The Federal Trade Commission hit QVC Inc. with a complaint Wednesday for allegedly making unsubstantiated claims for "For Women Only" weight-loss products, "Lite Bites" weight-loss products and "Bee-Alive" oral-jelly dietary supplements.
QVC also violated an FTC order by making unsubstantiated claims for a purported cellulite treatment called "Lipofactor Cellulite Target Lotion," the commission alleged.
"QVC’s claims for these products are not only unsubstantiated, but for some, scientifically impossible," Howard Beales, director of the FTC’s Bureau of Consumer Protection, said in a prepared statement.
"No pill or drink can cause anyone to lose 125 pounds," Beales added. "QVC didn’t keep its promise to use sound science and solid evidence to back up the claims it makes for the health product it sells."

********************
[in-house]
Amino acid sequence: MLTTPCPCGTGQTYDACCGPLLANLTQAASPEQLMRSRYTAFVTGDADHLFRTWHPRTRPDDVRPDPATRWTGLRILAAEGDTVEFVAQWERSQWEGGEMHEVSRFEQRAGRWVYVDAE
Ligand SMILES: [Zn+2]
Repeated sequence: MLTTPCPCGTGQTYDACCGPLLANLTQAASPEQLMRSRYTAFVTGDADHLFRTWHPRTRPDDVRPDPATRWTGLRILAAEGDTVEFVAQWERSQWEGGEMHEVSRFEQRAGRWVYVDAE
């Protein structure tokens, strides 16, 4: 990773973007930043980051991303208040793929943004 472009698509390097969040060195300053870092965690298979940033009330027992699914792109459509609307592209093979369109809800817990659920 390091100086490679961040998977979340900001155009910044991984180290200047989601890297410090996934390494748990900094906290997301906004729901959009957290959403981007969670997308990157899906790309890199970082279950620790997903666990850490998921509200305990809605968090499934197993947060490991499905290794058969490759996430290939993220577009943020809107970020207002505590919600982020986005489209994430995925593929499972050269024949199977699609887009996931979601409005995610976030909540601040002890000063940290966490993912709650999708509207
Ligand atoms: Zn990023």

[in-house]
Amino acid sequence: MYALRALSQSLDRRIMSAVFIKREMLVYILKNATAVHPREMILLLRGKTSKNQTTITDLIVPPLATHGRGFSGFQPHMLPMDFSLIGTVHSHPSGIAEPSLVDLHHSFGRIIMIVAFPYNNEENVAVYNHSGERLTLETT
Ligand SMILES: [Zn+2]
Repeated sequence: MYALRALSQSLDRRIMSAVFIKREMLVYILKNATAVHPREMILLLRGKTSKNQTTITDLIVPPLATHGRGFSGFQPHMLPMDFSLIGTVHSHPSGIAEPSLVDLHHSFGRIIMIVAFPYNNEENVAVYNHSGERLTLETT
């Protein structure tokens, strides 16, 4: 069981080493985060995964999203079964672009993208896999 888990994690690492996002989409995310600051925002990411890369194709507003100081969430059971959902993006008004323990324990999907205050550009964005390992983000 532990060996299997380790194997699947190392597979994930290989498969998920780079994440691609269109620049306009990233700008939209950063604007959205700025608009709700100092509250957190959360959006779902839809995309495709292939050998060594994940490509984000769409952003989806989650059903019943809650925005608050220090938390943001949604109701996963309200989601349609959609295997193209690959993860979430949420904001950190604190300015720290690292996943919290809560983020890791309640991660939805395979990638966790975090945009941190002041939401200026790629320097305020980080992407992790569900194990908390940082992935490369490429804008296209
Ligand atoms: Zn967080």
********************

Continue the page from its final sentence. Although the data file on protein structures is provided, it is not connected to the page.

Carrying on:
QVC didn’t confirm or deny the allegations Wednesday afternoon. And spokeswoman Bonnie Clarke said the network -- which is now fully owned by Liberty Media Corp. after Liberty purchased the 56.5% of QVC it didn’t already own from Comcast Corp. in September for $7.9 billion -- still sells Lite Bites.
"We work extraordinarily hard to make sure our 24-hour live broadcasting meets the highest possible standards of truthfulness, and we are ready to demonstrate that fact to the court," QVC CEO Doug Briggs said in a prepared statement. "I look forward to having the chance to show a judge the exhaustive efforts QVC makes in this regard."
The FTC alleged that QVC violated a 2000 order after it settled FTC allegations that it made unsubstantiated claims about lozenges that it said prevented colds and alleviated allergy symptoms.
"The resulting FTC consent order requires QVC to have ‘competent and reliable scientific evidence’ substantiating any claim that a dietary supplement ‘can or will cure, treat, or prevent any disease, or have any effect on the structure or function of the human body.’" the commission said Wednesday.
The FTC said violations of its orders carry penalties of up to $11,000 each.